Railroad (song)

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Single by Maurice Gibb
B-side"I've Come Back"
ReleasedApril 1970 (1970-04)
Format7", 45rpm
Recorded9 December 1969
Nova Sound Studios, London
GenreCountry pop
Atco (United States/Canada)
Spin (Australia)
Atlantic/Cotillion (Canada)
Songwriter(s)Maurice Gibb, Billy Lawrie
Producer(s)Maurice Gibb
Maurice Gibb singles chronology
"Hold Her in Your Hand"

"Railroad" is the first solo single released by Maurice Gibb, best known as a member of the Bee Gees. It was released in April 1970.[1] Like the Bee Gees' songs from 1967 to 1972, the single was released by Polydor in most parts of the world while in the US and Canada it was released by Atco. In Canada it was also released by Atlantic and Cotillion.[2] Gibb did not release a follow-up single until 1984 when he released "Hold Her in Your Hand".


"Railroad" was written by Maurice Gibb and Billy Lawrie.[3][4] Lawrie was also the brother of Lulu, who Maurice married in 1969.[5] Originally written for a Bee Gees album but never used.[6] The single features guitar work by Leslie Harvey of Stone the Crows.

As Gibb explains: "People have said that my single sounds like the Bee Gees, I sang the higher parts usually, and the other vocal parts I've added to 'Railroad' could be the others." Gibb once said that his wife at that time, singer Lulu's reaction to the song that the piano is too loud on this single, so Gibb mixed it in six times to please her.[6]


The single failed to chart in Australia or the US but reached #6 on the Malaysian Singles Charts and #9 in Singapore.[7] Gibb's debut solo album The Loner was never released. In other territories this single and its B-side were released as a double A single. The CD version of this song appears in the box set Tales from the Brothers Gibb however its B-side, "I've Come Back", has never appeared on any other releases. Gibb handled all of the vocals on this track, covering the high harmonies and the lead in a manner that was impossible not to compare with the Bee Gees, he later described it as "anticlimactic" in the box set Tales from the Brothers Gibb.[8]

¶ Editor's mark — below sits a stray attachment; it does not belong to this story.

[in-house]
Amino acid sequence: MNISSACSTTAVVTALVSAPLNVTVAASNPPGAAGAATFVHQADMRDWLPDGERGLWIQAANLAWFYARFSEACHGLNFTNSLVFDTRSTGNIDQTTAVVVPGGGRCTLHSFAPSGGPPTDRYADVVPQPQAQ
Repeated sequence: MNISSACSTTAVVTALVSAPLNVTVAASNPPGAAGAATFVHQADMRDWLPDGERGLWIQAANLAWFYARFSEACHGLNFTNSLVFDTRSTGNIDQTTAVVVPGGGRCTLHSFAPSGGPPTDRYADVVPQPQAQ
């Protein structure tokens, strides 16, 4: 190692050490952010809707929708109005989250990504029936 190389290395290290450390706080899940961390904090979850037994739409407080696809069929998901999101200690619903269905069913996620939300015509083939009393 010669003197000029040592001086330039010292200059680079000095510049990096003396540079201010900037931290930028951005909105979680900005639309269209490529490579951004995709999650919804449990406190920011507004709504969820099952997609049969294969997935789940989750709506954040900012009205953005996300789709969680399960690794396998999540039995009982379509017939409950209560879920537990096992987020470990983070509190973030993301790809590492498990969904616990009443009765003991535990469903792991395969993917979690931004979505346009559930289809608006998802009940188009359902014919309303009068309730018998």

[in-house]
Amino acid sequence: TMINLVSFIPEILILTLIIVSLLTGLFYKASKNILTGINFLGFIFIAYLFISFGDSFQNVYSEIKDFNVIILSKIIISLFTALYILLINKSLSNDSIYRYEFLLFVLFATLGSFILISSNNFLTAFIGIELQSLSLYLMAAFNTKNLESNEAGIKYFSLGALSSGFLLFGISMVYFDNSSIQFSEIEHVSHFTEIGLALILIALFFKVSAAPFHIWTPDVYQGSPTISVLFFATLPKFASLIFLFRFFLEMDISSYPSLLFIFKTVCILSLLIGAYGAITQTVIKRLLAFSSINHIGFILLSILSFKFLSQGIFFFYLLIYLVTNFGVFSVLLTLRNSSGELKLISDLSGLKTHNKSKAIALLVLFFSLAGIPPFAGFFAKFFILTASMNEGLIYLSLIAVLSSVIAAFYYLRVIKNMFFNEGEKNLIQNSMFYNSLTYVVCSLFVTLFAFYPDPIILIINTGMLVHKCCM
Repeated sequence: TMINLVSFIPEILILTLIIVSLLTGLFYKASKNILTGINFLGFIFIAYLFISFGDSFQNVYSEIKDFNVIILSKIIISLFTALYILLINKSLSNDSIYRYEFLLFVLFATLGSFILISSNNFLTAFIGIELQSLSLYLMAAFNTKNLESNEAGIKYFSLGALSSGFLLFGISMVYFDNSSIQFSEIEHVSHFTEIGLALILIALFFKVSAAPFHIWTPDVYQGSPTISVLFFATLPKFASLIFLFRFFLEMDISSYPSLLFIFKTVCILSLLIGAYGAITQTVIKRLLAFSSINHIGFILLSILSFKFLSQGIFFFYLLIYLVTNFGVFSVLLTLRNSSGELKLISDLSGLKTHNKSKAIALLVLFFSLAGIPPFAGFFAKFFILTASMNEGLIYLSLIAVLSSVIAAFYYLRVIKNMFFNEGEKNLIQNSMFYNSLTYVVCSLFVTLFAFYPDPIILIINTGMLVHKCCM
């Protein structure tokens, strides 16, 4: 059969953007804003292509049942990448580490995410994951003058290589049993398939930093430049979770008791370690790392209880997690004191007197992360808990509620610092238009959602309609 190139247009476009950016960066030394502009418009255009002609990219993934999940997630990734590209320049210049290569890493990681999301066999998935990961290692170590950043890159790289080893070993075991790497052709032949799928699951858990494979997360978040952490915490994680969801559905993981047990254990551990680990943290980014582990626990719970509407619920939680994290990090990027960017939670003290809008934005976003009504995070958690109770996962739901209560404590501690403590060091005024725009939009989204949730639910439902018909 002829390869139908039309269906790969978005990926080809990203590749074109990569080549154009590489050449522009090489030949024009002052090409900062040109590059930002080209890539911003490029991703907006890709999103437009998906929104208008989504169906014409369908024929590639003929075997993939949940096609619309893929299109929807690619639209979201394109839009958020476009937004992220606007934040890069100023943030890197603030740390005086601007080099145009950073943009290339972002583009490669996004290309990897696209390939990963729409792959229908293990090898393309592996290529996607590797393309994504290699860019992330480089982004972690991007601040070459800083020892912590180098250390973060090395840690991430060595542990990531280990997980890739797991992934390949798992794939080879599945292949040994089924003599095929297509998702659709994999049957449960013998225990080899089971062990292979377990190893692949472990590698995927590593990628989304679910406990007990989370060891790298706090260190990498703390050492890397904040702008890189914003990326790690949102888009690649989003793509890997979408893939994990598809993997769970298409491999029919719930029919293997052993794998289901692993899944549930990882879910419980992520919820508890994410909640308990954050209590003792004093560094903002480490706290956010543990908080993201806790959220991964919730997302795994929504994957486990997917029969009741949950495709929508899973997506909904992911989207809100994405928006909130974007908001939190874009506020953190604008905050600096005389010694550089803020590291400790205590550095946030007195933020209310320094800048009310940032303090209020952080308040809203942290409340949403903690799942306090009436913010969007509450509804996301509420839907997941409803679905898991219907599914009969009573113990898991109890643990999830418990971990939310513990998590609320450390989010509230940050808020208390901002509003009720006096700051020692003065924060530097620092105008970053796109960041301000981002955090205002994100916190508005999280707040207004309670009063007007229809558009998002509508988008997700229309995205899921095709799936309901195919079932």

This song was probably earmarked as the single from early on. It has the big singalong chorus of the Bee Gees hit "Don't Forget to Remember" and Robin Gibb's "Saved by the Bell" plus unique features like an intro, a verse played once, and a finish.[9] Richie Unterberger at AllMusic describes the song as "another throwback to country-pop balladry".[10]



  1. ^ Kimball, Duncan. "Spin Records". Milesago: Australasian Music & Popular Culture 1964-1975. Retrieved 1 June 2012.
  2. ^ Maurice Gibb - Railroad Canadian release
  3. ^ ""Railroad" at APRA search engine". Australasian Performing Right Association (APRA). Retrieved 1 June 2012. Note: To search for other titles chose 'Search again' and enter the track name.
  4. ^ Gibb, Maurice; Lawrie, Billie (1970). "Railroad". Abigail Music. Retrieved 1 June 2012.
  5. ^ Eder, Bruce. "Maurice Gibb". AllMusic. Rovi Corporation. Retrieved 1 June 2012.
  6. ^ a b Melinda Bilyeu; Hector Cook; Andrew Môn Hughes (2011-01-01). The Bee Gees. ISBN 9780857128942. Retrieved 6 December 2014.
  7. ^ "Billboard Hits of the World". Billboard. Prometheus Global Media. 31 October 1970. p. 63. Retrieved 1 June 2012.
  8. ^ Eder, Bruce. "Maurice Gibb biography". Allmusic. Rovi Corporation. Retrieved 20 September 2012.
  9. ^ Brennan, Joseph. "Gibb Songs : 1969". brennan@columbia.edu.
  10. ^ Unterberger, Richie. "Maurice Gibb - The Loner". AllMusic. Rovi Corporation. Retrieved 1 June 2012.


  • English, David; Brychta, Alex (1983). Bee Gees : the legend of Barry, Robin & Maurice Gibb. Quartet Books. ISBN 978-0-7043-2393-3.
  • Gibb, Barry; Gibb, Robin, 1949-2012; Gibb, Maurice, 1949-; Leaf, David (1979). Bee Gees : the authorized biography. Octopus Books. ISBN 978-0-7064-1091-4.CS1 maint: multiple names: authors list (link)
  • Bilyeu, Melinda; Brennan, Joseph; Cook, Hector; Môn Hughes, Andrew; Crohan, Mark (2001). The ultimate biography of the Bee Gees : tales of the brothers Gibb (Rev. and updated ed.). Omnibus. ISBN 978-0-7119-8748-7.